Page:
Getting out of bed is tough sometimes, I won’t lie. Either for reasons motivated by laziness, dread, exhaustion, apathy, lack of direction or even just a lack of motivation, pushing yourself to get through the day can be difficult. And in those times of difficulty, it’s important to be able to remind yourself why it’s important to keep going. It’s important, arguably even necessary, to have some kind of a goal, a promise to yourself that you’ll do better, do more, or just do something. Maybe you want to make more money, go on a vacation, get better grades, take care of your loved ones or give back to the community. Possibly you have a career in mind. Maybe, you even woke up one morning and promised yourself, “One day I’ll get out of here, one day I’ll get that job. One day I’ll teacher!”
Wait, what? That didn’t make any sense. Surely, I hear you thinking, you meant to say “One day I’ll be a teacher.” Right? Well, normally, yes. But, since I’m to be a graduate of Eastern Washington University, it’s been decided in the most official capacity possible (by which I mean to say, corporate advertising), that stretching a sentence to a whole six words instead of four in the interests of making grammatical sense, is clearly a waste of everyone’s time and brain capacity.
Quite recently, EWU embarked upon the newest chapter of their corporate branding strategy. Building on the wild success of a big red empty box, the “one day I’ll…” campaign was launched, hoping to inspire potential students into enrolling at Eastern by getting them to think of their own “one day I’ll…” goal that a degree from EWU would allow them to achieve. Now, I personally don’t believe that’s the greatest or most inspiring slogan in the world, but that’s neither here nor there. Besides, we live in a world where words as ridiculous as “Wii,” “Google” and “iPod” pass for professionally made product names, so accusing a red box with a slogan attached of being an automatic failure on the grounds of it being odd or obscure isn’t really a fair argument.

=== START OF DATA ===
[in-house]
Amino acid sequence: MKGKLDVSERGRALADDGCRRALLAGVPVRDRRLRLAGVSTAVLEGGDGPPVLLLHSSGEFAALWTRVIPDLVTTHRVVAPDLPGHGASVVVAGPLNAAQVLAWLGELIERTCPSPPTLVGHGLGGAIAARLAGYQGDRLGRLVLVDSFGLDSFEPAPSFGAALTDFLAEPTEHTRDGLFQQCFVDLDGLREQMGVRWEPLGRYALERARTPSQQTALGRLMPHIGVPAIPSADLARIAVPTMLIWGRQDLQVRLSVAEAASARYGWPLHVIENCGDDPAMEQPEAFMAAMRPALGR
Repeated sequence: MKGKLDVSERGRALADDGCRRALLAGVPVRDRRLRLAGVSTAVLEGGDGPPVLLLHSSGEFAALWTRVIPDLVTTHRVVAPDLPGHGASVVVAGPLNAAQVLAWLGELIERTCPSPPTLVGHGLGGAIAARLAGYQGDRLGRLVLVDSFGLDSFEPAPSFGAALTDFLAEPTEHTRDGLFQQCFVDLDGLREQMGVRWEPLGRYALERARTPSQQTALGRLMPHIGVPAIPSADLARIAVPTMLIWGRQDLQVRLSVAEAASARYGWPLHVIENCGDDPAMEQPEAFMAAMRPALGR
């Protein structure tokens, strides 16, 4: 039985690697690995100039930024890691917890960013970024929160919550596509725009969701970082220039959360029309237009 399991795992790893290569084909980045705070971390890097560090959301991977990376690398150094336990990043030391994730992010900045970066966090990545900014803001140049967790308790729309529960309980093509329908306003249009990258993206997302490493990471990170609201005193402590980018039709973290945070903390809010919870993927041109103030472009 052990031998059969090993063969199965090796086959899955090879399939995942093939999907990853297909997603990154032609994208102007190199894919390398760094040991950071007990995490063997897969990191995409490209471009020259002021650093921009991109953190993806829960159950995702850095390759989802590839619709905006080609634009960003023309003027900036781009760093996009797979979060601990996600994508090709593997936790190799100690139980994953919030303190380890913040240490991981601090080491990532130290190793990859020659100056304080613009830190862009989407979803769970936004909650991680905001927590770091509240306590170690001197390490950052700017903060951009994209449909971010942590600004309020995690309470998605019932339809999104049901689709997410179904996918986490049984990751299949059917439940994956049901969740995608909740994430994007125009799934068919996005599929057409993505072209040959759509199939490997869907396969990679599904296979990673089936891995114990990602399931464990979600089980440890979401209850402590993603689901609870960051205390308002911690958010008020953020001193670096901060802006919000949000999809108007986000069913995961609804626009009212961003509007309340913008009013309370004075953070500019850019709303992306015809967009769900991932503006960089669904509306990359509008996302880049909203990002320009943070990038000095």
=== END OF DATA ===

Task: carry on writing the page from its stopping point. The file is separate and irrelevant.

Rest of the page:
However, if you are going to engage in a mass marketing venture and hope to be taken seriously, the least you can do is adhere to the common rules of language, things like, you know, making grammatical sense. Meaning, for example, that if I were to walk into the entrance of River Park Square and see a gigantic red box before me with the words “one day I’ll…” plastered on the front and hundreds of magnets below it completing that sentence, the least I would expect is some effort to complete that sentence correctly.
So when that sentence isn’t completed correctly, and instead each magnet is simply adorned with the name of a profession like “athlete” or “teacher,” making that sentence read “one day I’ll teacher” or “one day I’ll athlete,” I’m a little confused, and also a little angry. Because when an academic institution can’t even get a simple sentence to make sense, and then puts that sentence out for all to see in one of the most frequently visited areas of the second-largest city in the state, it’s not just funny, it’s a joke. And being part of that academic institution, that makes me a joke too.